WASHINGTON (AP) – Wondering how many calories are in that hamburger? Chain restaurants still don’t have to tell you, despite a 6-year-old law requiring calorie labels on menus.READ MORE: Where Is James Chance? Detectives Searching For Man Last Seen During February's Texas Winter Storm
The rules were passed as part of the health care overhaul in 2010. They will eventually require restaurants and other establishments that sell prepared foods and have 20 or more locations to post the calorie content of food “clearly and conspicuously” on their menus, menu boards and displays.READ MORE: Affidavit: Video Shows Man Removing Cash Geron From Bed Before The 4-Year-Old Was Found Dead In Street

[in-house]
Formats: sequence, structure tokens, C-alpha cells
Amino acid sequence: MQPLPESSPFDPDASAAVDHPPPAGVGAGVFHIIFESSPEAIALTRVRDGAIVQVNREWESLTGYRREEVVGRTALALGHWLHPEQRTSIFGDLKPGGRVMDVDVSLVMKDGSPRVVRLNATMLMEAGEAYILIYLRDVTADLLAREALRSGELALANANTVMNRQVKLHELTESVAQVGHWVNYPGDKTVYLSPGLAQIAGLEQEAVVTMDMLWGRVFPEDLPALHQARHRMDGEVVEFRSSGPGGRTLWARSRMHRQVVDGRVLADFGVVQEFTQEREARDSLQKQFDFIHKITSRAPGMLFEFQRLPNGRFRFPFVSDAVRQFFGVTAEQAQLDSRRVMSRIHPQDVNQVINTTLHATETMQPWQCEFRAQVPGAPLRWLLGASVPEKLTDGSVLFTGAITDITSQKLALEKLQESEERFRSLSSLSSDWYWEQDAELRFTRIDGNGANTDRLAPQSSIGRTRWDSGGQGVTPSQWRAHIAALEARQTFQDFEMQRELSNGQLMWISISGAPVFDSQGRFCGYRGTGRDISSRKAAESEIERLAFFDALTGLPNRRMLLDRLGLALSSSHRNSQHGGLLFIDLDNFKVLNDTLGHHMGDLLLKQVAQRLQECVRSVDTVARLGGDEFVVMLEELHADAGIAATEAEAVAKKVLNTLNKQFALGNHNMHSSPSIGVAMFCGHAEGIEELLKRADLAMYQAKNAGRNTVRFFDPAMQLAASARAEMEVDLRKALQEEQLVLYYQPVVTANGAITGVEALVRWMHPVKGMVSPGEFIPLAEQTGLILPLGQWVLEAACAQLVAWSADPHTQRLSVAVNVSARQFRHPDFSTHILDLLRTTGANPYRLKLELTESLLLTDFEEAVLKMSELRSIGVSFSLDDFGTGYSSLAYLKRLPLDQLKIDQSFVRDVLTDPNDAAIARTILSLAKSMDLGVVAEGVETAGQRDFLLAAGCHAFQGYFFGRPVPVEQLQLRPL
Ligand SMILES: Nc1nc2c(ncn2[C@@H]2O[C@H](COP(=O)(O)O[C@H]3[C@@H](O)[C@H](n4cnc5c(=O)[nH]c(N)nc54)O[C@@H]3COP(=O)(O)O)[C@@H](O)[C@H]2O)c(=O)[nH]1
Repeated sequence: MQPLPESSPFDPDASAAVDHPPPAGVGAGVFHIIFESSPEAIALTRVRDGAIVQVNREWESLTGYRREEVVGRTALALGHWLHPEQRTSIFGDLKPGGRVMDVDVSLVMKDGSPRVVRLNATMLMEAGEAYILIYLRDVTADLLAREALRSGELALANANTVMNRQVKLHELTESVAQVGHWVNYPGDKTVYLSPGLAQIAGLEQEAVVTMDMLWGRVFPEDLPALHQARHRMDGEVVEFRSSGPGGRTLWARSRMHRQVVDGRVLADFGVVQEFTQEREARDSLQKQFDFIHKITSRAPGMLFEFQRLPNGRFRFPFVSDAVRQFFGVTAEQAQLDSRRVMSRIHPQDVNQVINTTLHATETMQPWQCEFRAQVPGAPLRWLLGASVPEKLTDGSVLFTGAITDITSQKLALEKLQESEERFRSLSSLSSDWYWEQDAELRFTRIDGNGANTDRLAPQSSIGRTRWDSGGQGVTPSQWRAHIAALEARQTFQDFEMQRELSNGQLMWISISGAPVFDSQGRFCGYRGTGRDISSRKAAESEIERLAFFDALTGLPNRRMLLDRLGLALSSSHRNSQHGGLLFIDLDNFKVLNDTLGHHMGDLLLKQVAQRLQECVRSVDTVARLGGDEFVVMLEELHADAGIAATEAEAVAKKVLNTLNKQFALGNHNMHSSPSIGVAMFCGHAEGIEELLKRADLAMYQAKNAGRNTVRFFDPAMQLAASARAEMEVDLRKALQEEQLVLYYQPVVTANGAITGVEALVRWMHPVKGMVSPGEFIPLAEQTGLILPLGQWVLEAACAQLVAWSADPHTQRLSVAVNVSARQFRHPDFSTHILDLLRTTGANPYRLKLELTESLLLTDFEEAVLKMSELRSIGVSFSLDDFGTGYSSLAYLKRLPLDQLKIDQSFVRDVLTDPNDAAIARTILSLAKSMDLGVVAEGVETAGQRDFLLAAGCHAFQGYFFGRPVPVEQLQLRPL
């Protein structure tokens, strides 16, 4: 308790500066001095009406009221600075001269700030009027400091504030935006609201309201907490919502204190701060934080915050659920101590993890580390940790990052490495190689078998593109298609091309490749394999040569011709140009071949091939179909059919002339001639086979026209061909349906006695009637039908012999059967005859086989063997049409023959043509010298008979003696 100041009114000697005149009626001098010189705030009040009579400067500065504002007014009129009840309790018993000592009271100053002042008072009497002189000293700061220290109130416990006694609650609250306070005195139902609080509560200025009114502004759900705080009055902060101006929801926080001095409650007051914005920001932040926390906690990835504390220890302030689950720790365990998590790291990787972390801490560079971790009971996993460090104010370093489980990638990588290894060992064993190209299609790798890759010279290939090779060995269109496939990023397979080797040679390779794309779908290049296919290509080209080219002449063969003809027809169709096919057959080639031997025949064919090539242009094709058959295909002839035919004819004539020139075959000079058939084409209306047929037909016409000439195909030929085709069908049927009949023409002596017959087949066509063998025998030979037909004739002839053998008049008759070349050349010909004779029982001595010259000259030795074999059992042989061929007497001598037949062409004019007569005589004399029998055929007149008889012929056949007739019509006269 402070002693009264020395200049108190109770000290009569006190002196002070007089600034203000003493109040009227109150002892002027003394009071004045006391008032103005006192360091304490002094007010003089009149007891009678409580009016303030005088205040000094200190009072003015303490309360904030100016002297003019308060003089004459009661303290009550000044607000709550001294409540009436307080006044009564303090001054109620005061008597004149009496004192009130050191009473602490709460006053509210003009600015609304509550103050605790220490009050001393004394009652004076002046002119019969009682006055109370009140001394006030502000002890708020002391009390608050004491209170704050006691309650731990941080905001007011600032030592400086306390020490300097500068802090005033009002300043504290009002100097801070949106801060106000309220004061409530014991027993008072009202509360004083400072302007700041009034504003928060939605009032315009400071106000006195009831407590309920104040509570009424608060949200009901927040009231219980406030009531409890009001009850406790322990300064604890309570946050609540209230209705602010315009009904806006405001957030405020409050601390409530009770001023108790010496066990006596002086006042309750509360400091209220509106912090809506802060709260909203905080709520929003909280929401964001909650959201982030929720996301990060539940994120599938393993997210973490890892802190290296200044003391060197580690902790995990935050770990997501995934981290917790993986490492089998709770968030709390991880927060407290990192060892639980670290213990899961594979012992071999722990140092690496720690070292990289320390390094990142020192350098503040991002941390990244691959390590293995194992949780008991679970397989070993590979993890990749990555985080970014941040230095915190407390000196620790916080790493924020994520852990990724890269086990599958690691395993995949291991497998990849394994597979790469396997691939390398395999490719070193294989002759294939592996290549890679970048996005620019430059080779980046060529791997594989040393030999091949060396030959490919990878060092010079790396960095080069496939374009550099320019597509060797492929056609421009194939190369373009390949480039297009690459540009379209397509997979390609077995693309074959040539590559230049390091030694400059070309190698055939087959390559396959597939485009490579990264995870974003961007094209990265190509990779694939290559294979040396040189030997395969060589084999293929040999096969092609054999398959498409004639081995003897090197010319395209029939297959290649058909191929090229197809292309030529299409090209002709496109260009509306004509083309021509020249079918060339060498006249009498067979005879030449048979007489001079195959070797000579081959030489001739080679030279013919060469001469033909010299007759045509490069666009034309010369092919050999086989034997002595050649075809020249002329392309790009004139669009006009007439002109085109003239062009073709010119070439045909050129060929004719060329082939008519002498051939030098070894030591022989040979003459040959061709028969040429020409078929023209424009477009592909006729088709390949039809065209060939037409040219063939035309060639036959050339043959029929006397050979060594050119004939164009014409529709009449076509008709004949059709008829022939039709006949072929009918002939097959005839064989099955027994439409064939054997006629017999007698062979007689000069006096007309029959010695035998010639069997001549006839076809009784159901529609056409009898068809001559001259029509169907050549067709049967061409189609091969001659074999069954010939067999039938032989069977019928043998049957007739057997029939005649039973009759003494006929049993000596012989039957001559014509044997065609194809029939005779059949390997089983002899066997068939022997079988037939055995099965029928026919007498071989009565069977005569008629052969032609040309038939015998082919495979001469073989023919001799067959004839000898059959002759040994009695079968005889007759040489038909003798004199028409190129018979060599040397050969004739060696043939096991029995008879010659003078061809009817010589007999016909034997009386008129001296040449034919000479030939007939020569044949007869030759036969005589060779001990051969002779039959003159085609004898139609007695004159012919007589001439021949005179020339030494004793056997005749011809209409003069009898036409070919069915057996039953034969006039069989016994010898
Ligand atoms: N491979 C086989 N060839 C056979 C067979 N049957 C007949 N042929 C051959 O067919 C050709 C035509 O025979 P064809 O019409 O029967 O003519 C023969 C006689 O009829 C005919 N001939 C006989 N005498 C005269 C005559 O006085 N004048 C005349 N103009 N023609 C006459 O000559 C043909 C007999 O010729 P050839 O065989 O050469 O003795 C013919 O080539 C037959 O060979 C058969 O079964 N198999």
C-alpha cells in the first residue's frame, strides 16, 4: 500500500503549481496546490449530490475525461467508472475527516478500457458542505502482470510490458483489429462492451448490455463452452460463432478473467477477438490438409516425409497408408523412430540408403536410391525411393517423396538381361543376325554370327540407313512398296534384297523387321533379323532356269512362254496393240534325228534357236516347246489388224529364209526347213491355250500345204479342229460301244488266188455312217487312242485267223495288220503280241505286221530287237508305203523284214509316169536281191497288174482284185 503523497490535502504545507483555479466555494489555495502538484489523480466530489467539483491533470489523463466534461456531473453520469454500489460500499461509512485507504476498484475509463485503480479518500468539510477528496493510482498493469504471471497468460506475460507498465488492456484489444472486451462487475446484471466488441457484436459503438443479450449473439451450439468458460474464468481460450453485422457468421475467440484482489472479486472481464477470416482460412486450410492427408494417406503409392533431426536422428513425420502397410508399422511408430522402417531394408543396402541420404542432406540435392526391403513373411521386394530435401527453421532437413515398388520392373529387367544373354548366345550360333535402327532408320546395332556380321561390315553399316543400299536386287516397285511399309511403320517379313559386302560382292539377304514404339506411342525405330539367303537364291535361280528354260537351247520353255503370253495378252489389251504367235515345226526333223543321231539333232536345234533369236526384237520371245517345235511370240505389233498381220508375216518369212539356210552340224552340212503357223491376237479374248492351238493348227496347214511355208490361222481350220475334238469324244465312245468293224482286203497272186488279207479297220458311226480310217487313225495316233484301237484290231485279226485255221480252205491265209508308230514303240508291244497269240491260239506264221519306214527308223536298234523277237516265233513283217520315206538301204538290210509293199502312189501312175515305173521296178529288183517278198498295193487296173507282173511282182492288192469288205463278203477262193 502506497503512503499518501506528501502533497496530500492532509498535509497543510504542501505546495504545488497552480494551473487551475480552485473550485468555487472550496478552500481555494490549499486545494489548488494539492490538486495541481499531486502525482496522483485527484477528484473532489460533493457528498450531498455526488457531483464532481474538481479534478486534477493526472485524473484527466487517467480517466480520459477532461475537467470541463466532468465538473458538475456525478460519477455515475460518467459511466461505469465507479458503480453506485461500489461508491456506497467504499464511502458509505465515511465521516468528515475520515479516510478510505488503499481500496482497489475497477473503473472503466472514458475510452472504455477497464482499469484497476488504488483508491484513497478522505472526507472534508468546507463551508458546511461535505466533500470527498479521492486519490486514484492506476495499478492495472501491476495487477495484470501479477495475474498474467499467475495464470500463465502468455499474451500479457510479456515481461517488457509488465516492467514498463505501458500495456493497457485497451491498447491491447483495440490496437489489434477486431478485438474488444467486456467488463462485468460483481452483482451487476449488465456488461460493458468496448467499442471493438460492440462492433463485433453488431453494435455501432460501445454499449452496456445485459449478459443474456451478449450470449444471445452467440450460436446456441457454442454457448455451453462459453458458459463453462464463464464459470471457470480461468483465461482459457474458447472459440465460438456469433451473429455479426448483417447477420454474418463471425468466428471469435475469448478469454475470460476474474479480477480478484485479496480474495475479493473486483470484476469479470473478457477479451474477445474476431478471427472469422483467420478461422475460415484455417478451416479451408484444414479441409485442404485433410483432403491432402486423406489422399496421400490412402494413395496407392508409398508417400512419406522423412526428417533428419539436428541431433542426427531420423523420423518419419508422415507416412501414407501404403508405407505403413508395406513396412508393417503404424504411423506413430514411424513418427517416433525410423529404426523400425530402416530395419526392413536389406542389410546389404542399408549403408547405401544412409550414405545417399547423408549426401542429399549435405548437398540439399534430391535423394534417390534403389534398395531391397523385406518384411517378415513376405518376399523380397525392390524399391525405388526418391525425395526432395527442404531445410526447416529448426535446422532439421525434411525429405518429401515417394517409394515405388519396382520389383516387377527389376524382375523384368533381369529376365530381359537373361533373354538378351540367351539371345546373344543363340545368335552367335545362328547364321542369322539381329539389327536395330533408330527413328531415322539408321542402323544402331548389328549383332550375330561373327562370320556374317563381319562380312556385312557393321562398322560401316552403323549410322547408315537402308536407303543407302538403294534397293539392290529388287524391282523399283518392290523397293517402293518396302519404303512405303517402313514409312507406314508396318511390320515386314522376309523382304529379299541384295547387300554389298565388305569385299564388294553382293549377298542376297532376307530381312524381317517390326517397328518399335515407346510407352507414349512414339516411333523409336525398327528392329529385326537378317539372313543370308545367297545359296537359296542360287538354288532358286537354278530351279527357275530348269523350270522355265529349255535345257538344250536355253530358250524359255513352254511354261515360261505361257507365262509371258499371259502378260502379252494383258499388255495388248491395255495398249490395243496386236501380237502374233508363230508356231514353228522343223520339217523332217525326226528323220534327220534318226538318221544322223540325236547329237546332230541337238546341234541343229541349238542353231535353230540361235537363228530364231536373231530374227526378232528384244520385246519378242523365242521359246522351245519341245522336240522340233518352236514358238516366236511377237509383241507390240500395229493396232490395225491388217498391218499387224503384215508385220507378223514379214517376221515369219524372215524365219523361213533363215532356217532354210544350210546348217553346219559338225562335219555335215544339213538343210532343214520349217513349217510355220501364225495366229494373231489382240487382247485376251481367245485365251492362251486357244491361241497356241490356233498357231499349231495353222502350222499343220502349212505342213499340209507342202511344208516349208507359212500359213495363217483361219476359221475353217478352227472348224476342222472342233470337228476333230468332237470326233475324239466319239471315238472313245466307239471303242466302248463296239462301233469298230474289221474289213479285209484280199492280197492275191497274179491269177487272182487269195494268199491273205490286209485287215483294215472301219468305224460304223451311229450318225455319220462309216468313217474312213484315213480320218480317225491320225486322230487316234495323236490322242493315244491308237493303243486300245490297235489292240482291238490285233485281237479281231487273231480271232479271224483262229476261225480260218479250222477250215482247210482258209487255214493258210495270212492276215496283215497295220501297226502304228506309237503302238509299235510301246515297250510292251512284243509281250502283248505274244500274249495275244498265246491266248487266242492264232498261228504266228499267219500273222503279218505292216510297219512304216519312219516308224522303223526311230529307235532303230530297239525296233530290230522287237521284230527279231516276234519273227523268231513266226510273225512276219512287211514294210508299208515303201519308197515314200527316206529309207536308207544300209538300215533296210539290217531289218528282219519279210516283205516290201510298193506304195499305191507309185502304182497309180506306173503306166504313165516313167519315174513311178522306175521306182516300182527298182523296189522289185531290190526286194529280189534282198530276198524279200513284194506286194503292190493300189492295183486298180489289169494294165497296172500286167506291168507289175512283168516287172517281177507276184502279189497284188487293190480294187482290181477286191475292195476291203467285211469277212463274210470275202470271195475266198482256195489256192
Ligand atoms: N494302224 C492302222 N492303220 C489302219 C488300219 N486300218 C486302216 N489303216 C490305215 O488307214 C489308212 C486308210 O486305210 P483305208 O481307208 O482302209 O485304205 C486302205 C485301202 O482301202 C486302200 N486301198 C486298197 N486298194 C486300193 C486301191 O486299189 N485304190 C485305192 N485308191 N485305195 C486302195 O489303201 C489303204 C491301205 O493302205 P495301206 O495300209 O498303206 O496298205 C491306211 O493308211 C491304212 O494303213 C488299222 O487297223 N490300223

This month, the Food and Drug Administration said it will delay the rules until 2017. That’s after the agency said last year they would be put in place at the end of 2016.
The years of delays have come as supermarkets, convenience stores and other retailers that are covered by the rules have fiercely lobbied against them.MORE NEWS: Stimulus Check Latest: Is A Fourth Relief Payment Coming?
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